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Ethiopia PM pledges to reform security sector and revisit repressive laws

Ethiopia PM pledges to reform security sector and revisit repressive laws


The Ethiopian prime minister has pledged to reform the security and intelligence forces of the country, saying his government will focus on establishing a system of accountability within these sectors.

The army and security forces have often been accused of using brutal forces and committing human rights violations in operations to repress protests against the government.

In a recent mishap, soldiers launched an attack that killed at least 12 civilians and wounded many in the southern border town of Moyale.

The attack which the army blamed on faulty intelligence caused thousands of Ethiopians to flee into neighbouring Kenya.

Addressing Ethiopians living in and around the capital Addis Ababa, Abiy also pledged to reform the judiciary where some laws like the Anti-Terrorism Proclamation and the Ethiopian Charities and Societies Proclamation have been described as repressive and restrictive on the democratic space in the country.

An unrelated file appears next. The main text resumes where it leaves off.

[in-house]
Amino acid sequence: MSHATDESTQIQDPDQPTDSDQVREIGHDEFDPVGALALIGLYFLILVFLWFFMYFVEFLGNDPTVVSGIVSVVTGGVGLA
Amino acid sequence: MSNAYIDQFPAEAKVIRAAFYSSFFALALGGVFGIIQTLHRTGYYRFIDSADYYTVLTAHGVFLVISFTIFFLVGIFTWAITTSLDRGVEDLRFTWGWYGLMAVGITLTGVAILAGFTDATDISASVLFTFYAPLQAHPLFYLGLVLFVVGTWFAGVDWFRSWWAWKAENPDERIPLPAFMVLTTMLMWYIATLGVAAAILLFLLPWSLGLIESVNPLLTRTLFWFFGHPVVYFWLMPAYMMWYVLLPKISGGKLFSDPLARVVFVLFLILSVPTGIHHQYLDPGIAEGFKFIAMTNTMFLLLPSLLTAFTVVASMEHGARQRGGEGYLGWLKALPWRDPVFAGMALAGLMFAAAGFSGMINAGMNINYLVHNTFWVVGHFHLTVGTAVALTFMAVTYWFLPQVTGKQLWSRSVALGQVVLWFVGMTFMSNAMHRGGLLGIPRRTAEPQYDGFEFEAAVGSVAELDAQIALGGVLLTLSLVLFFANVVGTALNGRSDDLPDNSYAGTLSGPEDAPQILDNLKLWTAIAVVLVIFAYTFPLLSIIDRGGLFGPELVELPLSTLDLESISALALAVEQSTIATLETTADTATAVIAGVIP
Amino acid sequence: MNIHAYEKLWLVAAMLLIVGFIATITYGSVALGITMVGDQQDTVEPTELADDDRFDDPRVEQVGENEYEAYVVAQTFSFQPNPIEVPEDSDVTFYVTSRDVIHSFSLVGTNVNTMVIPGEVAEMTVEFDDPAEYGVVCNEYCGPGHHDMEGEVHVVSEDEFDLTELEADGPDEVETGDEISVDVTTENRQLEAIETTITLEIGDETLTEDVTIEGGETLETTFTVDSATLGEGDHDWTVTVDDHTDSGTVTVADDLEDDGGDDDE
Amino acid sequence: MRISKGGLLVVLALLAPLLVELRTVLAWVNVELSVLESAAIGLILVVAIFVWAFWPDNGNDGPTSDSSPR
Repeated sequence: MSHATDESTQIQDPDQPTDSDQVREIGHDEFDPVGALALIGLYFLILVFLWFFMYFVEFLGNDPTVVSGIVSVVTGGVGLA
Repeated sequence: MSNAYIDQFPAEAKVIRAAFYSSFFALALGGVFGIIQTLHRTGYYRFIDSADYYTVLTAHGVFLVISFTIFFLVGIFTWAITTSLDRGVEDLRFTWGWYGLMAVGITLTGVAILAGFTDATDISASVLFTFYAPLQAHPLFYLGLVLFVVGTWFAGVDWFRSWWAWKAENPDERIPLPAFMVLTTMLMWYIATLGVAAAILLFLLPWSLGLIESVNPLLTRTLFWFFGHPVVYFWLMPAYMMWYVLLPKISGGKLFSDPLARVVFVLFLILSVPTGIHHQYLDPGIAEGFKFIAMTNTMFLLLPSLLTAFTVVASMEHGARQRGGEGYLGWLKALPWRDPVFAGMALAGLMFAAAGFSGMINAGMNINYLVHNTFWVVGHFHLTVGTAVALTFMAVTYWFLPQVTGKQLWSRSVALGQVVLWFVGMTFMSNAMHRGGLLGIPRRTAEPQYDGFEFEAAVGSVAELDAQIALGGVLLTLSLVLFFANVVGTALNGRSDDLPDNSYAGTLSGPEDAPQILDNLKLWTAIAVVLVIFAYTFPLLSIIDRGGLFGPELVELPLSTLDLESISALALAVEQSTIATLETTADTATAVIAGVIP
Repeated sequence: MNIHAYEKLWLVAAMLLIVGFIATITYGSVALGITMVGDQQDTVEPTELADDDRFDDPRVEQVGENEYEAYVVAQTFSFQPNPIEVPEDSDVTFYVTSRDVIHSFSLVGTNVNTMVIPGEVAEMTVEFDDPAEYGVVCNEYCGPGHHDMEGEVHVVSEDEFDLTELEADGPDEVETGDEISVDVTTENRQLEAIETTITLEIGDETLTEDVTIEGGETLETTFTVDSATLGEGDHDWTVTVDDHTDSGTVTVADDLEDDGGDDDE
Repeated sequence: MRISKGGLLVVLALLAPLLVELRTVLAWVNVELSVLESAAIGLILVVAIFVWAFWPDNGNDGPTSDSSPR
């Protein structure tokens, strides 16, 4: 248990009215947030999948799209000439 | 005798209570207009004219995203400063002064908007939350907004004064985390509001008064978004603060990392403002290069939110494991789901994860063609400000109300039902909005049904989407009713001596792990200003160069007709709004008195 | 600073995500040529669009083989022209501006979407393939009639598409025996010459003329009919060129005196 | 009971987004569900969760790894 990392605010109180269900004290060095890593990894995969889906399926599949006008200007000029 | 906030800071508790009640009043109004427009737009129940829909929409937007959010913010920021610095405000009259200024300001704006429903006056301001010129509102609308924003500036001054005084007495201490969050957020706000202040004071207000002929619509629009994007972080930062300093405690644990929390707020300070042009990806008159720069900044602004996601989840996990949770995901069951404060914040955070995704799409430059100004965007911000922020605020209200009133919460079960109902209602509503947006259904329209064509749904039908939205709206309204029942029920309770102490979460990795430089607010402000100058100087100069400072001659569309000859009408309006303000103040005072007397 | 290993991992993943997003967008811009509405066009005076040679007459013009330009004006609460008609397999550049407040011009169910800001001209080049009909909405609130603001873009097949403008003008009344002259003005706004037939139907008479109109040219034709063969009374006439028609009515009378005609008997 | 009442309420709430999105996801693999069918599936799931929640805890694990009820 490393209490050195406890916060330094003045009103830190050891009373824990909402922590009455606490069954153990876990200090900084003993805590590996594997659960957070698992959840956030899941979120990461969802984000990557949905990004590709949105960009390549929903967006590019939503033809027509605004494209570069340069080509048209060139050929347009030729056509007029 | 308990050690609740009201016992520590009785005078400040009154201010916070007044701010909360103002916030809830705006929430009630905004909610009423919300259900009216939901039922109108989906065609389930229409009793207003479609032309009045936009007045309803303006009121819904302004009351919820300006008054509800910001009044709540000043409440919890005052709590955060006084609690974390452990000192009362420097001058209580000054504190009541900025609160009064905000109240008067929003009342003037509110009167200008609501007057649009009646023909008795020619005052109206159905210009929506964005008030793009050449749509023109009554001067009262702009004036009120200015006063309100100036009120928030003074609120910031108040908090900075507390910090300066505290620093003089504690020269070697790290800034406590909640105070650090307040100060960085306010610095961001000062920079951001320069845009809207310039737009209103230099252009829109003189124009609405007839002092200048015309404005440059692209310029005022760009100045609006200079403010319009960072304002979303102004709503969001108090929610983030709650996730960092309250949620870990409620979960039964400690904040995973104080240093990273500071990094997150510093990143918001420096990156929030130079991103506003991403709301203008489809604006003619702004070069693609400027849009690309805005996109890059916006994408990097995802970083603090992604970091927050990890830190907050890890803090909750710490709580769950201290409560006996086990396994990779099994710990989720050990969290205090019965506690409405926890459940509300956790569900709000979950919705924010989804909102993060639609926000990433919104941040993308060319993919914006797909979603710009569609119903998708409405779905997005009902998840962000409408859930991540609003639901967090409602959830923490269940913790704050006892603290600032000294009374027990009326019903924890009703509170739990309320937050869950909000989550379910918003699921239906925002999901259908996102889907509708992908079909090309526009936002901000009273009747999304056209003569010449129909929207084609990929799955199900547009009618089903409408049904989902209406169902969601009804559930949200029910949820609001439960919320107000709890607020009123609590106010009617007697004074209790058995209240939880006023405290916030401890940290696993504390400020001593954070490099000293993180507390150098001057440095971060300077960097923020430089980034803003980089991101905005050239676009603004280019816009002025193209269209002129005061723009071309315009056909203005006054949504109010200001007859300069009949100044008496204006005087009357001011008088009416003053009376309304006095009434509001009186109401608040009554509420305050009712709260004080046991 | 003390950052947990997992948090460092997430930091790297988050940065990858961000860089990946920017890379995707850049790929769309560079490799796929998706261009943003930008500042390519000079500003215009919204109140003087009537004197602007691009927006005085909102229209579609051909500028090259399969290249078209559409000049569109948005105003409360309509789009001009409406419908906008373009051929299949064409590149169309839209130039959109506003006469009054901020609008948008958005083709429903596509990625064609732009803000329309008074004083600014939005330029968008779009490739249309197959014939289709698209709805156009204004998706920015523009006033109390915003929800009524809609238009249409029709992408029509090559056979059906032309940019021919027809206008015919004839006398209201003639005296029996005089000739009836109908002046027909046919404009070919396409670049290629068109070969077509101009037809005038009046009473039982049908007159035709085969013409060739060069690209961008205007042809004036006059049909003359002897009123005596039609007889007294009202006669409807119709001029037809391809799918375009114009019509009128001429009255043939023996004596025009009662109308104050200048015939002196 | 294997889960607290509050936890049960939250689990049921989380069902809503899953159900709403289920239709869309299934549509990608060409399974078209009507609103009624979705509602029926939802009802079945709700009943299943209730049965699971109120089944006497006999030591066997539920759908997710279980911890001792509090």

PM #AbiyAhmed said reforming the judiciary: revisiting repressive laws; opening up the democratic space & space for free & independent media will be his priority. He also said his gov. would work to connect with the demands of the youth & creat job opportunities. #Ethiopia pic.twitter.com/BKkzA2FiZo

— Addis Standard (@addisstandard) April 15, 2018

The new premier who is tasked with halting the anti government protests that have rocked the country since 2015 said his government would work to create job opportunities for the youth. Abiy added that the civil service will be revamped and state bureaucracy tackled.

Since taking office on April 2, Abiy has met opposition leaders and visited different regions of the country including the Oromiya region which was the epicenter of protests.

The ruling EPRDF coalition picked Abiy last month to replace Hailemariam Desalegn, who quit to clear the way for reforms in Ethiopia, Africa’s second most populous nation which has been racked by violence for the last three years.

After taking the oath of office, the former army lieutenant colonel struck a conciliatory tone and addressed the need for ethnic unity.

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